UK Wind Energy: The Build Begins

One year from the publication of the UK Government’s bold vision in their Energy White Paper new figures released by the British Wind Energy Association (BWEA) show that the UK wind industry is poised for major expansion, and projects are now underway. Projects totaling over 1,000 megawatts (MW) of new capacity, representing an investment of some 1 billion pounds (US$1.89 billion), will be built over the next two years. This will take the total installed capacity in the UK to well over 1,500 MW by the end of 2005, generating enough electricity from the power of the wind to meet the needs of almost one million UK homes.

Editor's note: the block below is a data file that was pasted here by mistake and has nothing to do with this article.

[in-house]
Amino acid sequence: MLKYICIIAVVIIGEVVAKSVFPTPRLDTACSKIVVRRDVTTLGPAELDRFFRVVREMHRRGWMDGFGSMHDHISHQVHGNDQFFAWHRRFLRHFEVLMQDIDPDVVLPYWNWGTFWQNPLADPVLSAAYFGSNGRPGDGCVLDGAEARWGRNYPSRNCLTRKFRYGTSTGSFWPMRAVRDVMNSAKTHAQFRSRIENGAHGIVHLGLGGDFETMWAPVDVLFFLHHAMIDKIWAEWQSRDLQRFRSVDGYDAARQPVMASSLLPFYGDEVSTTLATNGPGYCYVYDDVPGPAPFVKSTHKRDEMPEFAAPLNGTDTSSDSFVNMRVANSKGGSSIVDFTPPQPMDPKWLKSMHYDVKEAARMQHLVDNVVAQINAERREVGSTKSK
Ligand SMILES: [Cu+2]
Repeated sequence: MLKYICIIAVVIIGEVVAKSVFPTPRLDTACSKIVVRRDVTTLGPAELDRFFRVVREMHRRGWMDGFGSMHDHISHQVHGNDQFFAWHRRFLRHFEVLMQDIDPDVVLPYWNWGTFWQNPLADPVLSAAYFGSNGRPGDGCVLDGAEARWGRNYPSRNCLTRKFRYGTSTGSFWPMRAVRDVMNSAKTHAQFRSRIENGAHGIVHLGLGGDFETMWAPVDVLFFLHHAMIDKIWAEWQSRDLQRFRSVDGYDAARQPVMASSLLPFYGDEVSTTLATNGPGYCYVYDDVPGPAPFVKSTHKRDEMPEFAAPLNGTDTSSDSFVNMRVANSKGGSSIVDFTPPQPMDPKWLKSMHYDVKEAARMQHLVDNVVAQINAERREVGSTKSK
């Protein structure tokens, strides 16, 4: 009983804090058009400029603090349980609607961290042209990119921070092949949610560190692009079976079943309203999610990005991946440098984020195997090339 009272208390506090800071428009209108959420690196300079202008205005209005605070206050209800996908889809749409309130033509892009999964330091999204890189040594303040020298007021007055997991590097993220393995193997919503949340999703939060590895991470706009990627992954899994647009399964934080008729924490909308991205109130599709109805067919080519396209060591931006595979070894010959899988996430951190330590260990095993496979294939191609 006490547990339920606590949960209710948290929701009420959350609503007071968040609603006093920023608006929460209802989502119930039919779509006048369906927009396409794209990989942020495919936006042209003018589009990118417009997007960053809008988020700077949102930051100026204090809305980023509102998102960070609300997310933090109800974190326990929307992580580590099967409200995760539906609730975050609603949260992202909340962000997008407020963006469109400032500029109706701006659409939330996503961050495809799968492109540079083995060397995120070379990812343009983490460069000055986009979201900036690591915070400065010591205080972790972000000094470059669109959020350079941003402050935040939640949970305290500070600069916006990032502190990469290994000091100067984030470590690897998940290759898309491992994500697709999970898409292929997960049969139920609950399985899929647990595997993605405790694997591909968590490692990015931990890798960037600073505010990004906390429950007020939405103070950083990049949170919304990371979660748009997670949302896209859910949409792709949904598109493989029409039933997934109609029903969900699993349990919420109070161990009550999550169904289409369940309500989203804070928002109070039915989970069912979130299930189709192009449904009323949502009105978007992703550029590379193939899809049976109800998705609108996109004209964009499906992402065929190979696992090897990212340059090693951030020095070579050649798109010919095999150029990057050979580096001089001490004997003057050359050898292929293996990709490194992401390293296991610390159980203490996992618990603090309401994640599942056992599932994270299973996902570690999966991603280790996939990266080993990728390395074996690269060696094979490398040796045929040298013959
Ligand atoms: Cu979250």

London, UK – February 26, 2004 [] A survey carried out by BWEA shows that 22 new wind projects are due to be built this year, representing some 474 MW of new wind capacity, over four times the total installed last year. The list of new build includes 21 developments onshore and a new offshore wind farm at Scroby Sands, the UK’s second large-scale development at sea, off the coast of Great Yarmouth in Norfolk. These figures stand in sharp contrast to wind farm development in the United States which is likely a total bust for 2004 due to an expired federal tax credit. While the measure enjoys broad bi-partisan support, it remains hostage to comprehensive energy legislation pending in the Senate. The UK Government has been quite supportive of wind power, and renewable energy in general. With the push for renewable energy acceptence behind them, developers in the UK can now begin to build projects to meet the UK’s clean energy demand. “These figures are really encouraging as they show at long last that we have now entered the phase of delivery,” Marcus Rand, Chief Executive of BWEA, said. “The next two years will be critical for our industry. We must build up a significant head of steam so that we can deliver the build rates required to hit our national renewable targets and help in the fight to combat climate change. These figures indicate that significant momentum is building and the 10% target is within reach.” BWEA also undertook a survey of five major developers establishing their predictions for build in 2005. The results indicate further growth of the industry next year with a predicted 560 MW of projects being built onshore and offshore in 2005, taking new build over the next two years to over a gigawatt with the wind industry supplying 1.3% of total UK electricity needs. “Wind energy will be the key contributor in helping us meet our national renewable targets,” UK Energy Minister Stephen Timms said. “Today’s news is a welcome boost and provides further confidence that the UK will be at the forefront of developing wind energy over the next few years.” The UK wind industry has long been viewed as one of the most significant markets for wind power in the world. BWEA said these figures are the start of that potential being realized and will put the industry well on the way to meeting widely-held expectations that almost three-quarters of the 10% target for renewables will come from wind power. “2003 was the year of consents: 2004 will be the year of build,” Rand said.
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